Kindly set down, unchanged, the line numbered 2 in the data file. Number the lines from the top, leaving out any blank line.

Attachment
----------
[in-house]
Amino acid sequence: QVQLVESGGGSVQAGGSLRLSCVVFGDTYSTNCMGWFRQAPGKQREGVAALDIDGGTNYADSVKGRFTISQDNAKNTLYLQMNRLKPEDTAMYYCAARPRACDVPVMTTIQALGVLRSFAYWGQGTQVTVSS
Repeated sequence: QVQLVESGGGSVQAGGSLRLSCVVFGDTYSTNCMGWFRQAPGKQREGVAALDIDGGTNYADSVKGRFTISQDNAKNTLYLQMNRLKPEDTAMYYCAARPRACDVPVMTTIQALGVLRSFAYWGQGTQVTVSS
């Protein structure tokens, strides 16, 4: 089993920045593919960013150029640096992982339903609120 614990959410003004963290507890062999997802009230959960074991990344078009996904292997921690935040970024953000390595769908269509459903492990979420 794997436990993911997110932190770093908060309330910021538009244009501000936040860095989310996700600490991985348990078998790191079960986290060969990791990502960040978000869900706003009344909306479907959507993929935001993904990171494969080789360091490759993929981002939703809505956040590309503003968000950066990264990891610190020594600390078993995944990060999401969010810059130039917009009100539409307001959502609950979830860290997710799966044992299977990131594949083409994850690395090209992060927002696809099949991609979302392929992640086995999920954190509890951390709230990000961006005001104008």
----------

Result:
Amino acid sequence: QVQLVESGGGSVQAGGSLRLSCVVFGDTYSTNCMGWFRQAPGKQREGVAALDIDGGTNYADSVKGRFTISQDNAKNTLYLQMNRLKPEDTAMYYCAARPRACDVPVMTTIQALGVLRSFAYWGQGTQVTVSS